Tips for saving for a deposit

Added on 17 June 2016

Almost 4 in 10 members of the UK public believe that they will never own a house to call their own, calling the government’s efforts to lessen the current UK housing crisis into doubt. In a survey recently conducted by the Observer on the attitudes to British Housing, 69% of those asked think the UK is currently in the depths of a housing crisis. A further 71% of prospective home owners doubt their ability to buy a property without the aid of a family member.

It isn’t as impossible to afford a mortgage as it may seem, but it’s not something that takes place overnight, it just takes dedication, a little penny pinching and long term planning.

Get strict with your income
This is the first and most difficult step to take, which will mean a few months without luxuries. You should start by calculating the maximum amount of money that you can save after bills and put that away. We recommend setting up a separate bank account for these savings such as a Help to Buy ISA (we’ll explain this more later) as it’s best to make sure the money isn’t easy to access in order to prevent any spontaneous purchases.

Sell any and all unused and unwanted items
eBay was created for these situations. You should begin to sort through your possessions and make decisions about the clutter you don’t want or need anymore. Any clothes, furniture, electronics etc. should be sorted and sold. This will not only simplify the process of packing when you finally buy a house, but it will also help you to make a little extra cash to put away.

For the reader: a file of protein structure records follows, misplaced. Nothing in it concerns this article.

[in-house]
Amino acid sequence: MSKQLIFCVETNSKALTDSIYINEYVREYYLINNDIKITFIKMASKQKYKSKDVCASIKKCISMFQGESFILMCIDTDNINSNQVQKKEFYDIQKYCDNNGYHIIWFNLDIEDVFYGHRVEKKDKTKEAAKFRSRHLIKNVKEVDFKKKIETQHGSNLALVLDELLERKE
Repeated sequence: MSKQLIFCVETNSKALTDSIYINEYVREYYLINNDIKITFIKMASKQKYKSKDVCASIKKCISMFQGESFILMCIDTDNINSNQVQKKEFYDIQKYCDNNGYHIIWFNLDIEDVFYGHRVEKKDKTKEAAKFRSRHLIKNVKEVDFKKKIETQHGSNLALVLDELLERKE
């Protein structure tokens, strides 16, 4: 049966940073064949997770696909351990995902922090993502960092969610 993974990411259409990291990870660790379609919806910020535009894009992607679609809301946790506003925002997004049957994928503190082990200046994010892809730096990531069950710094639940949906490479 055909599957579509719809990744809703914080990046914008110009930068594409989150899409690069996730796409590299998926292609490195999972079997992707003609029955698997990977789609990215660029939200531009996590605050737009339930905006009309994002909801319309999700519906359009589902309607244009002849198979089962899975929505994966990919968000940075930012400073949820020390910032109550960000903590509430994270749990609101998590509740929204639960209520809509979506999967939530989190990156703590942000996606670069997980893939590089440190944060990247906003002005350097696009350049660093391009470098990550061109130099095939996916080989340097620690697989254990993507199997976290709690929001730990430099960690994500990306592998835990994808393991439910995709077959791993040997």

Do your best to get rid of your debts
Putting extra focus on paying something off may seem counterproductive but the long term benefits can really help. If you work on getting rid of any debts it will have an effect on how much you can borrow when you decide to buy a home. Secondly, the less debt you have, the smaller your monthly repayments will be and the money saved from this can go straight into your savings account towards an investment. 

Make some sacrifices where possible 
We know it’s a little depressing to cut back on luxuries but it will be worth it in the long run. There are smaller changes that you can make, such as downgrading your TV package or bringing a packed lunch rather than visiting McDonalds every lunch time. Larger changes include not going abroad for your holiday this year and changing your weekly shop from Waitrose to Aldi. Each change you make no matter how small will eventually add up.

Get the most from your savings
With all these extra savings you’re making, it’s best to get the most out of them. If you’re a first time buyer, Help to Buy ISA’s are your best opportunity to do this. Help to Buy is a recently introduced scheme from the government to help first time buyers get on the property ladder. The way the account works is simple. You open an account and make a first deposit of up to £1200 and then monthly deposits of up to £200 going forward. When you come to buy your first home, you can use this account to apply for 25% from the government. This means that if you save the maximum amount of £12,000, you’ll receive a £3,000 bonus that will go towards your house deposit. You can take the money out whenever you like and this account is an absolute no brainer for first time buyers.

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